by Travis Mateer
Despite the infuriating image of Secretary of Transportation, Pete Buttigieg, this post isn’t about the growing alarm over the derailment disaster in East Palestine, Ohio. Nope, it’s about the train OBSESSION our County Commissioner, Dave Strohmaier, has developed regarding his dream of seeing passenger rail return to the region.
Four days after the derailment, all three Commissioners discussed Dave’s update for the Big Sky Passenger Rail Authority. First Dave gives us some histrionics, explaining how Amtrak ended passenger rail through Missoula in 1979.
Now, all these years later, Commissioner Dave has realized a mechanism exists that allows Missoula County to form a new governmental entity, so that’s what they did with the Big Sky Passenger Rail Authority. Here’s one of my favorite (and most terrifying) quotes from Dave Strohmaier as he kicks his exuberance for passenger rail into high gear:
“…the law is written so broadly that we could actually be a railroad if we wanted to be…that is not what we’re about, I’m not going to be wearing a conductors hat on the train anytime soon, but WE COULD!”
Is Dave Strohmaier threatening us? Because it kinda sounds like he is. Then, later in the podcast episode, Dave talks about WHY they spent time and resources during the pandemic on creating this new authority. You see, Dave had a hunch that a BIG infrastructure bill would be coming and…he was RIGHT!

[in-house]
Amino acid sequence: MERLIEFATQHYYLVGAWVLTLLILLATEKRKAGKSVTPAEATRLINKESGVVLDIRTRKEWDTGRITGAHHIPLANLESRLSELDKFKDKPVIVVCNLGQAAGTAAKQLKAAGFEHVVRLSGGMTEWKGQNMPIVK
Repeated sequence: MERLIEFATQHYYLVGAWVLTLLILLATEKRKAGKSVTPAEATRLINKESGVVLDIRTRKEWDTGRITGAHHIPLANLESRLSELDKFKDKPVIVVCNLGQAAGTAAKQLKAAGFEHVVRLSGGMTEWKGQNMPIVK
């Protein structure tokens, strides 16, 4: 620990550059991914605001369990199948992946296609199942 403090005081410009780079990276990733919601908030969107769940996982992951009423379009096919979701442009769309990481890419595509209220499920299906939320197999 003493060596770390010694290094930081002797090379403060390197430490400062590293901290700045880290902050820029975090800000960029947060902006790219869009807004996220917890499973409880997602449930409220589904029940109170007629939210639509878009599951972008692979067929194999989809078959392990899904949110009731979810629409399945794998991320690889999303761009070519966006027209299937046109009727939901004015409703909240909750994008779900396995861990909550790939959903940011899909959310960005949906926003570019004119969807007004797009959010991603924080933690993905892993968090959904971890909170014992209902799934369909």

Dave is also very excited that a Federal study is being conducted for 15 million dollars that will determine just what routes could be revived. Dave is expecting this study to be done by November of 2023 and said explicitly that “…our goal is to do everything humanly possible in the next 10 months to make sure that this route is at the top of the heap for recommended routes…” When fellow Commissioner, Josh Slotnick, asked HOW this would be done, Dave sort of chuckles proudly and says:
Well, it helped that we had a hand in writing the criteria by which these routes would be reviewed!
After Dave makes this statement, all three Commissioners give rich belly-laughs. It’s chilling.
Beyond the Federal money, Dave is also shaking down the Montana Healthcare Foundation for money to do “tribal and rural stakeholder engagement across Montana”. Why would a healthcare foundation want to partner with a train authority, Dave asks? Because transportation is a huge factor in “social determinants for health”.
Things get a little awkward when the tribes–and the history of trains disappearing their roaming, tribal presence across the west–is touched on. “A vector for a lot of negativity,” says Commissioner Slotnick. Dave then points out the irony that tribes across Montana are some of the biggest partners to the Big Sky Passenger Rail.
How many routes are being considered, Commissioner Vero asks? In our region, just two primary routes are being considered, says Dave. The one Dave hopes will get the Federal Lazarus treatment is the Northcoast Hiawatha route, which once extended from Chicago to Seattle. The other route is the Pioneer Route, which extends from Cheyenne to Denver, Salt Lake City, then to Portland. That route was discontinued in the 1990s.